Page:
Clearly, if young people with learning difficulties and mental health problems are to experience a seamless transition, services cannot avoid working with complex needs. If a transition is to be successful, professionals must accept that disabilities of whatever variant should not act as a barrier to a user's right to services.
However, within the wealth of political correctness, I fear that some are almost intimidated by how their intentions may be interpreted. For example, the definition of "vulnerable" in the children's sector seems clear, while the definition for adults is only now receiving any emphasis.
This can lead to further complications during transition from children's to adults' services. A young person with learning difficulties and mental health problems who is deemed extremely vulnerable can be viewed by professionals as a child one day, only to be seen as an adult the next. But the difference in the approach to being termed vulnerable can result in the removal of risk assessments that were put in place by children's services, or at best can hinder a smooth transition by making a complex case even more so.
This grey area is an example of where confusion is rife and the professionals stand on a tightrope while the vulnerable person may slip through the net and be lost for ever.
It would seem that if the child and adult teams became less rigid and acknowledged the other's existence a workable, cohesive approach may result. After all, if the health and social care delivery structure cannot agree on matters of importance then I fear that a seamless transition will always be a term of hope and it will continue not to be the reality experienced by many service users. If transitional teams do coalesce this may be the catalyst to other professionals doing likewise and, as a result, the individual with complex needs may find things less complicated. Damian Cummings is clinical manager for Segal Gardens. The service supports young people aged 16-25 with mental health problems, learning difficulties and associated needs. He qualified as a psychiatric nurse in 1996.Training and learning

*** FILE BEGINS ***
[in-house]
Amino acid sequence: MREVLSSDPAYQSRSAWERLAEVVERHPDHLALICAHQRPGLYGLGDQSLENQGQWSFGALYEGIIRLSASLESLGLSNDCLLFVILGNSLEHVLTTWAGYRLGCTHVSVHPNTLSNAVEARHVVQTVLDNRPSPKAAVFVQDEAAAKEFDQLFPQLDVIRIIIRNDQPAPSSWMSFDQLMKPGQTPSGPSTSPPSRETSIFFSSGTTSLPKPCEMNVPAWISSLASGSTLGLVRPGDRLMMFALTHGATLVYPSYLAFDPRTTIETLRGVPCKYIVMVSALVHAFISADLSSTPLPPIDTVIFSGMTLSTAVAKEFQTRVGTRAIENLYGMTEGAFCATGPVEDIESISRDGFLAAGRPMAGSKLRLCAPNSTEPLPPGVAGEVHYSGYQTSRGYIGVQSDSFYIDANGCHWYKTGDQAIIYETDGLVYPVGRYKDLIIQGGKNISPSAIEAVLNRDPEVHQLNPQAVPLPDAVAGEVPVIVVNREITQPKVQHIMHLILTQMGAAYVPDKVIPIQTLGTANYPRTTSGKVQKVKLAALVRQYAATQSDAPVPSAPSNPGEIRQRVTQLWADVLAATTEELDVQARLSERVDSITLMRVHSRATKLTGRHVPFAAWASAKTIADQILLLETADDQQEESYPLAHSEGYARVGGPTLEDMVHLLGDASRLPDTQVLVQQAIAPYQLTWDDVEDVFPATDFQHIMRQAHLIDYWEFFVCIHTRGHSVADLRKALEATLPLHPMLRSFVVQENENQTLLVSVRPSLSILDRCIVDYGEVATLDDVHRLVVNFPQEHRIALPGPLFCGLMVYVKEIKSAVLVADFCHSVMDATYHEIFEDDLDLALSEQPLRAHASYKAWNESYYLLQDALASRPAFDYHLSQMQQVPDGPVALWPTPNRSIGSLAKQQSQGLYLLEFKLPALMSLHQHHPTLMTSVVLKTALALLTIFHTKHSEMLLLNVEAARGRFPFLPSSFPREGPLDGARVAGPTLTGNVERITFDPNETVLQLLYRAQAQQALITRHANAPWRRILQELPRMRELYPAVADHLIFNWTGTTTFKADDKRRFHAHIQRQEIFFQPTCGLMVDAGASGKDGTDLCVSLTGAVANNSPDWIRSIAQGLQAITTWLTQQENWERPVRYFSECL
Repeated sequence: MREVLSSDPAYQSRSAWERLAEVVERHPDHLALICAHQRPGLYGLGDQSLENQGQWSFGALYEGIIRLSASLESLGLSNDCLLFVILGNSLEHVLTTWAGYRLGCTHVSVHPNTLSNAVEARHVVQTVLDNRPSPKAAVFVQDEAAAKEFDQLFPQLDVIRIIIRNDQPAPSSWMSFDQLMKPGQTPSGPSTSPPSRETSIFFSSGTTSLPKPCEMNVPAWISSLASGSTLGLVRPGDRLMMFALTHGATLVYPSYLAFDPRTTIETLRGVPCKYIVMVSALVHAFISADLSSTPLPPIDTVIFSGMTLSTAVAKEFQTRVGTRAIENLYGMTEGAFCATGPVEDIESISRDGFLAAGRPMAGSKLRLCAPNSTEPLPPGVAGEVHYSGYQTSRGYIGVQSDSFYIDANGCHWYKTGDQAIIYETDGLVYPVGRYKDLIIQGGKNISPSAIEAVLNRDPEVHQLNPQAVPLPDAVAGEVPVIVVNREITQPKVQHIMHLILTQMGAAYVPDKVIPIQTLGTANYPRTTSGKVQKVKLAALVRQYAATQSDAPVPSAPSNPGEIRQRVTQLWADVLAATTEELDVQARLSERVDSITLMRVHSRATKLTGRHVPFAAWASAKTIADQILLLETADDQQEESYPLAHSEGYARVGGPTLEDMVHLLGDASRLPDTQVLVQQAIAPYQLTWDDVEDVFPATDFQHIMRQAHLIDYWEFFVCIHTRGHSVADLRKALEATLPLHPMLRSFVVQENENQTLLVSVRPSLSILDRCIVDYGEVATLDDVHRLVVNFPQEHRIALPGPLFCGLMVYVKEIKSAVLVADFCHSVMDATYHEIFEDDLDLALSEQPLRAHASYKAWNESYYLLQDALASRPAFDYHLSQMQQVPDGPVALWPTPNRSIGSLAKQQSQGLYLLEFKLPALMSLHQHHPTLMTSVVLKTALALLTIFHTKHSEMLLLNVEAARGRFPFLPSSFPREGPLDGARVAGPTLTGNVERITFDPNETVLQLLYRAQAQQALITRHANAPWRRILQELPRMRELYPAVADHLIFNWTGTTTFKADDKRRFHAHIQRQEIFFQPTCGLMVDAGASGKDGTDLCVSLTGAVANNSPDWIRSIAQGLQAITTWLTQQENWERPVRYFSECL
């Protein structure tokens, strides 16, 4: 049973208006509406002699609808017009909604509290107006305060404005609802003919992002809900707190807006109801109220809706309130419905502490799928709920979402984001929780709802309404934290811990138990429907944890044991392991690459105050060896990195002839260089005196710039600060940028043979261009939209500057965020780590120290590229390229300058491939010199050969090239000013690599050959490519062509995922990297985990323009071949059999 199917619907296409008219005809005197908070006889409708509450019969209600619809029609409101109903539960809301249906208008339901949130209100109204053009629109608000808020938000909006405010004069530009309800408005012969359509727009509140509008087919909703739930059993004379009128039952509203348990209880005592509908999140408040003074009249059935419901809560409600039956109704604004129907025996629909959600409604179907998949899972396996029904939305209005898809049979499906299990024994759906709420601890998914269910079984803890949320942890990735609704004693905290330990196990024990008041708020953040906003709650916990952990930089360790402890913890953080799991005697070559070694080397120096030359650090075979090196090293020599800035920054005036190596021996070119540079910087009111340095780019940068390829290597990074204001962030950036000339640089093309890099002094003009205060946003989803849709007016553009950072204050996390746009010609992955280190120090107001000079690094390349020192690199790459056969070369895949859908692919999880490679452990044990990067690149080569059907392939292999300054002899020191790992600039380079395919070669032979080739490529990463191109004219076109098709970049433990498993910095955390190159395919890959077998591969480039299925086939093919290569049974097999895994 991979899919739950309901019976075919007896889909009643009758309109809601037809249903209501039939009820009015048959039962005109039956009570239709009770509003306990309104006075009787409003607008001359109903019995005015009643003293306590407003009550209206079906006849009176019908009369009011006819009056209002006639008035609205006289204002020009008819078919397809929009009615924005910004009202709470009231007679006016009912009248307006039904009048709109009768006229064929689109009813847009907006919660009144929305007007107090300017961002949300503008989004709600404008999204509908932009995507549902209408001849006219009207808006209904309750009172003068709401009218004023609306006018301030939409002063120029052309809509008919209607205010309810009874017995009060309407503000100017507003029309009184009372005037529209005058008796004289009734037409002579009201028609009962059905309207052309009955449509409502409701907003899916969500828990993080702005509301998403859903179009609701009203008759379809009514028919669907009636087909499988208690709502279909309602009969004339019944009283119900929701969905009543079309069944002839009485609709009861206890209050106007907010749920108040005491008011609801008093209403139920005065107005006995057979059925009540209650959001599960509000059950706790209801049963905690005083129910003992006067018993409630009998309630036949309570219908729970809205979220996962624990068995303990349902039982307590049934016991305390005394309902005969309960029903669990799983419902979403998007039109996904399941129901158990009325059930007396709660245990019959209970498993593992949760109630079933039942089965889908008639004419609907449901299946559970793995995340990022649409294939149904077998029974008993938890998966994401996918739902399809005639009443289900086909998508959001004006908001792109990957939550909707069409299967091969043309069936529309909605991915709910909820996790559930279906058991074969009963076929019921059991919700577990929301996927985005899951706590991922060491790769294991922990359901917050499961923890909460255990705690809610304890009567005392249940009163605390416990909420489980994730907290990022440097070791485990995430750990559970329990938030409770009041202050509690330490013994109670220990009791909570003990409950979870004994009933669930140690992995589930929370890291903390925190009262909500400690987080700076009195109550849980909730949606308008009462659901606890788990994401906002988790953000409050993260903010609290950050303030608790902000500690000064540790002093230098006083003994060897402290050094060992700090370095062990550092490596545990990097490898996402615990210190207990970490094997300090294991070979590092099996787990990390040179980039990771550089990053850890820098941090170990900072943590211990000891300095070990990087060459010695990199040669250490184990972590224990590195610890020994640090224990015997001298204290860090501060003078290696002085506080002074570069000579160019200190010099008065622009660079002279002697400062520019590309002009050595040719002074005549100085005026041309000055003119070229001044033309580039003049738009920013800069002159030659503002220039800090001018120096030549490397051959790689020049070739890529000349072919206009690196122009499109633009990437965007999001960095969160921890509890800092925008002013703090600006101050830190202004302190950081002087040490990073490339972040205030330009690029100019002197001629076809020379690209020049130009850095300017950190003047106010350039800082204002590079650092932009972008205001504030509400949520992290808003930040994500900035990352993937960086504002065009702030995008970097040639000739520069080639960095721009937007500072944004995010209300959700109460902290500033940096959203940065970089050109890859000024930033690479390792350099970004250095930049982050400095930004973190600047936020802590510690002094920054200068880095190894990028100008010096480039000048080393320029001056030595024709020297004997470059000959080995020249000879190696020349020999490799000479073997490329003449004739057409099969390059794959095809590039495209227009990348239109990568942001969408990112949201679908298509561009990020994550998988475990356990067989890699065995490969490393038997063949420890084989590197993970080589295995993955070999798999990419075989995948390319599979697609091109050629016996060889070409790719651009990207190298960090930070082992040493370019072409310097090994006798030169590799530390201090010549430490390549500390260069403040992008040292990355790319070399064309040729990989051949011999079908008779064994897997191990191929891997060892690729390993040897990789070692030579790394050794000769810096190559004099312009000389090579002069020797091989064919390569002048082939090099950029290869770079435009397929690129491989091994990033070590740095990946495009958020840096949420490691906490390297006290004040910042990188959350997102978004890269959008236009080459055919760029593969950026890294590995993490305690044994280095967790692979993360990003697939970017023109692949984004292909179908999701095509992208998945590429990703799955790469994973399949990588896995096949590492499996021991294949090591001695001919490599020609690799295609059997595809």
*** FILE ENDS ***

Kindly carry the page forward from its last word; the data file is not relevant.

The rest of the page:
The author has provided questions about this article to guide discussion in teams. These can be viewed at www.communitycare.co.uk/prtl
and individuals' learning from the discussion can be registered on a free, password-protected training log held on the site. This is a service from Community Care for all GSCC-registered professionals.Abstract
This article looks at the problems encountered by young people with both a learning difficulty and mental illness in transit between children's and adults' services. References
(1) J Morris, Hurting into a Void
, Pavilion Publishing/Joseph Rowntree Foundation, 1999
(2) M Pearson and colleagues, Positive Health in Transition: A Guide to Effective and Reflective Transition Planning for Young People with Learning Disabilities
, National Development Team, 1999
(3) Department of Health, Valuing People: A New Strategy for Learning Disability in the 21st Century
, London, 2001
(4) Foundation for People with Learning Disabilities, Count us in: The Report of the Committee of Inquiry into Meeting the Mental Health Needs of Young People with Learning Disabilities, Foundation for People with Learning Disabilities
(5) M Gibbs, H M Priest, "Designing and implementing a 'dual diagnosis' module", Nurse Education Today
, Vol 19, Issue 5, pp357-363, 1999
(6) P Heslop and colleagues, Bridging the Divide at Transition: What Happens for Young People with Learning Difficulties and their Families?
, British Institute of Learning Disabilities, 2002Contact the author